Eighty-two organizations, including the AICPA, have recently expressed their concern about PPP loan necessity questionnaires. The SBA requires borrowers to complete the new forms 3509 or 3510 and also provide extensive supporting documentation to prove their need of the PPP loan. The questionnaire is only required for PPP loans of $2 million or more.
The Letters and the Latest PPP Loan Updates
The SBA Administrator, Treasury Secretary, and congressional leaders all received letters recommending temporary suspension of use of the questionnaire. Meanwhile, they request that the agencies work collaboratively to address the issue. They hope that, by working together, they can find a better way to request the information from the borrowers.
A coalition representing millions of small businesses and workers in the United States wrote the letters to suggest the continued use of the existing SBA Forms for PPP Forgiveness Applications. This is because they ensure the agencies can fully examine all relevant facts before loan forgiveness approval. SBA Forms 3508S, 3508EZ, and 3508 allow in-depth checks that companies use the loan funds how Congress intended.
Furthermore, the coalition had some recommendations that could apply if there were more information required about the PPP loan necessity and suitability. It suggests the borrower has a requirement to supply appropriate documentation and a full narrative statement. This would show the critical nature of the loan to the borrower’s ongoing operation.
Why Were the Letters Sent?
The coalition believes strongly that most small businesses required a PPP loan to retain employees and continue operating. It also feels many continue to need extra financial support. The new requirements and changes are likely to affect future decisions regarding applying for additional relief.
The coalition sent the letters to identify operational and policy concerns regarding the new SBA forms. These concerns include:
- An incorrect time frame focus – The questionnaires focus on the wrong time frame in which there must be an assessment of the loan. The questionnaires are seeking comparisons between the 2019 and 2020 second quarters’ gross revenue. They are also seeking narratives and metrics to describe how the borrower fared in the pandemic. Yet, borrowers had to certify when making the request that they needed a loan. Therefore, any circumstances that occurred after making the certification should not have any bearing on the borrower’s good faith statement.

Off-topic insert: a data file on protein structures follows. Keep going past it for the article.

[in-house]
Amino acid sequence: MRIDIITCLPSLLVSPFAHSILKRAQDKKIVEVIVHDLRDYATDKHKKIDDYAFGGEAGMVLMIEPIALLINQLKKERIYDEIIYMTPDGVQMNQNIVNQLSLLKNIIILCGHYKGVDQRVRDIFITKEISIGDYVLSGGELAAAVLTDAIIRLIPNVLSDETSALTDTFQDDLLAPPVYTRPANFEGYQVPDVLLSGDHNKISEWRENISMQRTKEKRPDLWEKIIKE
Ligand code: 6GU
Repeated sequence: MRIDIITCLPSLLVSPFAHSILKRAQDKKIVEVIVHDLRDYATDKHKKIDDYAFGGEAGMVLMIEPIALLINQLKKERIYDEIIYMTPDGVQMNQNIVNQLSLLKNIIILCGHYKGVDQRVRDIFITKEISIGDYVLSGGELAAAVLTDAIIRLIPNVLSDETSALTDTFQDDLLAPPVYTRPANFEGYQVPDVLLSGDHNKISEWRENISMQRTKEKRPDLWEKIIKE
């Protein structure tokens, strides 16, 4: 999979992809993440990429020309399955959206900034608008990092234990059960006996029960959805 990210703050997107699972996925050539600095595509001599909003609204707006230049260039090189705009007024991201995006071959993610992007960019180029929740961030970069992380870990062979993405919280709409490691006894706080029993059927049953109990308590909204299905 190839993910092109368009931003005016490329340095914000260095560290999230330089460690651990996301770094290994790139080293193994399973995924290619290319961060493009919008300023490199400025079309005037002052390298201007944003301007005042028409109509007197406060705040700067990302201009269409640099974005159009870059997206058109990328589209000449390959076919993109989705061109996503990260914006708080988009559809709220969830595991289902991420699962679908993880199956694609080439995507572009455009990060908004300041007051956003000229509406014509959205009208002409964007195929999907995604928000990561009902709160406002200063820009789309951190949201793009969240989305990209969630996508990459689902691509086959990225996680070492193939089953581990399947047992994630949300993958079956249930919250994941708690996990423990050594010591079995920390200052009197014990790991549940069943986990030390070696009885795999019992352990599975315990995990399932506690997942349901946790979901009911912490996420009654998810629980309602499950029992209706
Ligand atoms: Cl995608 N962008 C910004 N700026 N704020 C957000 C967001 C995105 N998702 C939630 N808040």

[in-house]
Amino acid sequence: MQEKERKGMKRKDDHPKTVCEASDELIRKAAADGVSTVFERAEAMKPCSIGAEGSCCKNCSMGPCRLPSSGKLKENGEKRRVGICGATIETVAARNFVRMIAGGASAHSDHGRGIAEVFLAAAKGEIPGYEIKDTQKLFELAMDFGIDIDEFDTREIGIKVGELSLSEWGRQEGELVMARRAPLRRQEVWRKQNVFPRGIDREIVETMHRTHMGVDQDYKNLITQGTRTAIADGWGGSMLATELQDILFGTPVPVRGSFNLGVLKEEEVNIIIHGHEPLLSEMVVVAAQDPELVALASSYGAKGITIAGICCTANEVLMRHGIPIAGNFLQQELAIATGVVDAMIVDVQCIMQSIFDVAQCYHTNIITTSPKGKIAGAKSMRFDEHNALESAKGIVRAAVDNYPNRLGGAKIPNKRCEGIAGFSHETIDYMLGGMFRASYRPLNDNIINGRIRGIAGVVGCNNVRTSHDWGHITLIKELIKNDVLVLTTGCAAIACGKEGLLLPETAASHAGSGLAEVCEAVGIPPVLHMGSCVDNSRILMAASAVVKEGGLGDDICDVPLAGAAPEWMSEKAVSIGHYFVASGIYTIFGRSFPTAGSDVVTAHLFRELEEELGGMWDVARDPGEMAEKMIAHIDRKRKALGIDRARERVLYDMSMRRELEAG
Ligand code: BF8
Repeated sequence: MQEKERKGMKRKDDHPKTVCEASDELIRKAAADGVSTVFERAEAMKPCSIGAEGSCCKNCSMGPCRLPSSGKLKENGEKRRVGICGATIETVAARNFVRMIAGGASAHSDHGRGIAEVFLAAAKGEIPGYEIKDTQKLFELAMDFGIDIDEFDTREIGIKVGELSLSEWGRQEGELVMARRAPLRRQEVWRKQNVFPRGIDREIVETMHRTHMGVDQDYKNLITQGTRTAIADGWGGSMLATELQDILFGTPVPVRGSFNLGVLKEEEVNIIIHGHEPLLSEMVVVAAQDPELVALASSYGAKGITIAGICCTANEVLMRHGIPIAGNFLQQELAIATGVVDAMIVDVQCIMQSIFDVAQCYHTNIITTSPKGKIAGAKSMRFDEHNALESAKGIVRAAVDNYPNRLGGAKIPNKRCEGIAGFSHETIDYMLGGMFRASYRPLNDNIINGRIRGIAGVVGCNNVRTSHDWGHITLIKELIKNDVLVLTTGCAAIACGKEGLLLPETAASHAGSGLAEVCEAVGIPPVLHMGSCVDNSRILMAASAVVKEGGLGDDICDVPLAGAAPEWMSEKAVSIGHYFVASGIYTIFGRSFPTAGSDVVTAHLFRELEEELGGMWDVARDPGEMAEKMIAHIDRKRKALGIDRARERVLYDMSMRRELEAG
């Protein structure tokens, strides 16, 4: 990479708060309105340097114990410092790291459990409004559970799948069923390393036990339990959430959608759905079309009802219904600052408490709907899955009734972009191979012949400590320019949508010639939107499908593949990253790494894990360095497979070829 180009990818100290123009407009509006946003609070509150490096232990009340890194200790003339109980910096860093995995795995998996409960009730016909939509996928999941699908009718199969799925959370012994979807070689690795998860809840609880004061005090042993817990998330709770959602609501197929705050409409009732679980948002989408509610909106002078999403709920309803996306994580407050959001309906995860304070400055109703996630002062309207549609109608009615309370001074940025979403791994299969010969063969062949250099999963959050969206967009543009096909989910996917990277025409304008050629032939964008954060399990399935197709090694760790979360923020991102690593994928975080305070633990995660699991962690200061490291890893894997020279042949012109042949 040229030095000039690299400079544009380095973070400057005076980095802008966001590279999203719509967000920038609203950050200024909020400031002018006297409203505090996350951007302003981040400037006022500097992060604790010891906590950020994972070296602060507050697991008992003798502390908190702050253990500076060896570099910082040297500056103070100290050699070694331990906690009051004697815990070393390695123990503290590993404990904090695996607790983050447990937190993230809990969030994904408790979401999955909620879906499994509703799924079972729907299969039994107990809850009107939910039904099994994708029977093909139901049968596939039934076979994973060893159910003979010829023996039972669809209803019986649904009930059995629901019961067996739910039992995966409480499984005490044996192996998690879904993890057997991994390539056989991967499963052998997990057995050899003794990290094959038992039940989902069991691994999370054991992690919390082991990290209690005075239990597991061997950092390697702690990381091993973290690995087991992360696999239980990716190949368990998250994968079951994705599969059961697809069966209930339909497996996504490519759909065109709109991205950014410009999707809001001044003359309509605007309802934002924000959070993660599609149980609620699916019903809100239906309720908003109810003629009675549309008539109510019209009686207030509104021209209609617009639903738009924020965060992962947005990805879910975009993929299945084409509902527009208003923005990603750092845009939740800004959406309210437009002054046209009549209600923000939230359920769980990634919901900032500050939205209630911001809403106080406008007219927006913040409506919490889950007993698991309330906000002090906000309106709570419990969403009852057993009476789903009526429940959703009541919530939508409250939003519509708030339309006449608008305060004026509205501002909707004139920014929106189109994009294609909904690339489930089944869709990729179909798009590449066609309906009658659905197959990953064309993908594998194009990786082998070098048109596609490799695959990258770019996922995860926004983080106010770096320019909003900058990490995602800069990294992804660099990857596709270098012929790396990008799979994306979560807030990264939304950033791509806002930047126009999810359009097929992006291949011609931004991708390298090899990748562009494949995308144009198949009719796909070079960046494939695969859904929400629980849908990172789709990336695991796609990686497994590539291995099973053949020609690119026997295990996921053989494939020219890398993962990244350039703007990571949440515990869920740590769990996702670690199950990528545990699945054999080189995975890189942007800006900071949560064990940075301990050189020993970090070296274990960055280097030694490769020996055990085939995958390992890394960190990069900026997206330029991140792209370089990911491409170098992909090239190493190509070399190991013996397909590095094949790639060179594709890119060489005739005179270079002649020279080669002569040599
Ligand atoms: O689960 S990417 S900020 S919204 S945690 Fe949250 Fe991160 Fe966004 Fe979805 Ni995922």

- The requirement for revenue and liquidity data – Supplying this information could expose small business owners’ finances. The CARES Act did not include a means-based test, liquidity test, or test of revenue deduction. There were no other metrics to assess the borrower’s financial standing so the government could assign PPP loans by priority. Therefore, any questions regarding liquidity and revenue suggest a bias exists against borrowers that have remained profitable through the pandemic. Increased or steady revenue with continuing employment and healthy liquidity should be a sign of the loan’s success. This is something that the government should take into account when considering loan forgiveness.
- Concerns about misinformed analysis – There have been some concerns raised that the answers given may lead the agencies to provide a poorly informed analysis. These questions included requests for details about which jurisdiction of the government mandated closures. They also included requests for statements about whether changes or closures in operations were voluntary or mandatory.
- Impractical deadlines for compliance – The questionnaires also apply compliance deadlines on lenders and borrowers that are impractical and/or impossible to meet.
More than 5.2 million loans worth a total of $525 billion received approval in the five months of the program’s operation. Around 30,000 of those loans were worth at least $2 million. Therefore, these letters regarding the PPP loan necessity questionnaires are highly relevant to many small business owners.
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